Standing in what feels, symbolically at least if not exactly chronologically or architecturally, like the middle room of Pure Beauty, a retrospective of 79-year-old Californian conceptual artist John Baldessari's career organized by the Los Angeles County Museum of Art and the Tate Modern and currently on view at The Met (through January 9), the photo installation "Virtues and Vices (for Giotto)" (1981) dominates the space. Two series of black-and-white photos with simple captions naming seven cardinal qualities and faults are arrayed along the bottom and top edges of an otherwise empty 20-feet-high wall.
In the exhibition's narrative of Baldessari's fifty-year career, this piece announces a move away from video and performance in the 70s towards photography, installation and a return to painting in the 80s, 90s and now. Fitting, then, that the artist should stroll into the gallery just as I peered up to read the virtues on the perched photos, his gentle 6-foot-seven-inches frame instantly dominating the room despite his soft demeanor, making us all appear as hobbits before the white-bearded wizard Gandalf. And there's certainly something fantastic to the manner in which, looking back on the last half-century of Modern and contemporary art, Baldessari's work has prefigured so many major aesthetic developments. He'd likely never admit as much. "I think art is about communication," he says latter during a media preview, "art is about making viewers feel intelligent."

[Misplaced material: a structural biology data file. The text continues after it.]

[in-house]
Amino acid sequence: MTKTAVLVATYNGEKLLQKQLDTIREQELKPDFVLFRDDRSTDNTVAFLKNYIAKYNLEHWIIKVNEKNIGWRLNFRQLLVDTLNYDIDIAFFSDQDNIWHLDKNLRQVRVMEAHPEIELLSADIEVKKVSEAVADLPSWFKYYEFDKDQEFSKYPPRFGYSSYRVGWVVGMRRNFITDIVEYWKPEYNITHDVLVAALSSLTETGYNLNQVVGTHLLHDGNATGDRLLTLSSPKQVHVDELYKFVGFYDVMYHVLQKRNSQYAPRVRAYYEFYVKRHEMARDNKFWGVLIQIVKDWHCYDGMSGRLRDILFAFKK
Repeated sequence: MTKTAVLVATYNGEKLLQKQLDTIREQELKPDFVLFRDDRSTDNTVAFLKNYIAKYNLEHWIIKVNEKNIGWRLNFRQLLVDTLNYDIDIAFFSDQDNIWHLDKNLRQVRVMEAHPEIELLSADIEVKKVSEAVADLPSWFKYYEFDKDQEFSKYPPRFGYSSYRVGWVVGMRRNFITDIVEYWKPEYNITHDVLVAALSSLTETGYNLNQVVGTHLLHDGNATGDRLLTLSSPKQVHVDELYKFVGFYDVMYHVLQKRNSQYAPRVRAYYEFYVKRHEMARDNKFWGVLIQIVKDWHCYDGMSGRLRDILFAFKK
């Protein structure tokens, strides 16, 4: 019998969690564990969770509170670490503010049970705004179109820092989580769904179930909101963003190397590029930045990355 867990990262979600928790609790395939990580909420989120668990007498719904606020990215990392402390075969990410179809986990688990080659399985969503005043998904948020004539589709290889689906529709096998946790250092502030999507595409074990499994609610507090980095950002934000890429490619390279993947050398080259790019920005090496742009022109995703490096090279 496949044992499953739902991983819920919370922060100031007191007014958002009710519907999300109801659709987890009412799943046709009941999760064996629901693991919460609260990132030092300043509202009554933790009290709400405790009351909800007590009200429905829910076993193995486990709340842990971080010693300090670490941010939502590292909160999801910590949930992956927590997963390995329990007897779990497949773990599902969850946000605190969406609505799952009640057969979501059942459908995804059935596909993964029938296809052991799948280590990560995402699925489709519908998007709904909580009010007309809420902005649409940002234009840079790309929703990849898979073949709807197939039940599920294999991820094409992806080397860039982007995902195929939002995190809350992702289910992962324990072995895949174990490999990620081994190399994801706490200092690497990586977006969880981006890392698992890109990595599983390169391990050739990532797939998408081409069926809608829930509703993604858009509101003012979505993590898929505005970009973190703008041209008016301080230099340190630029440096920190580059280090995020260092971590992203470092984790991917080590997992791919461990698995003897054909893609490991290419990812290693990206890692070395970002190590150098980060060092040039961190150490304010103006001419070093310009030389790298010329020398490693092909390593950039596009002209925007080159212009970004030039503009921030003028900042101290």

And certainly, many of the early paintings from the 60s hanging here will provide viewers plentiful "I get it" moments, from conceptual art-lovers (can one really "love" conceptual art?) to tourists who got lost looking for the Vermeers. The first piece for instance—though not the earliest—"A Painting That Is Its Own Documentation" (1966-68), a rigorously conceptual assemblage of canvases, has been amended with institutions' names and exhibition dates by a professional sign painter every time it has been shown in the last 44 years. New canvases have been added following twenty or so shows in Europe and North America. A sly comment on the social construction of artworks that link distant places, people and moments, it also underlines the accumulative nature of the art economy: the more times a work is exhibited, the more curators and collectors will want to show it in their space. Other early pieces, and indeed most of Baldessari's output throughout his career, explore related slippages between objects and their representation, be it filmed, painted, photographed, or some combination thereof.
Often this involves Baldessari recruiting someone else to carry his ideas to fruition. For the "Commissioned Painting" series (1969, including "A Painting by Emile Bourke," above), for instance, he hired painters of quaint landscape scenes from local art fairs to recreate, as photorealistically as they could, slides the artist had made of a friend pointing at objects they'd come across during a walk. The resulting canvases were then supplemented with the caption "A Painting by…" and their name, this executed by sign painters (who always remain anonymous). At once deliberate and open to the wanderers' chance encounters, the series weaves together the artist's major early investigations into appropriation, conceptual and Pop art. Nearby the 1966 piece that gives the exhibition its title features another sign painter's work, this time with only the words "Pure Beauty" in black on a white canvas as if articulating the idea would bring the thing itself into being, like Magritte's pipe taken one or two steps further.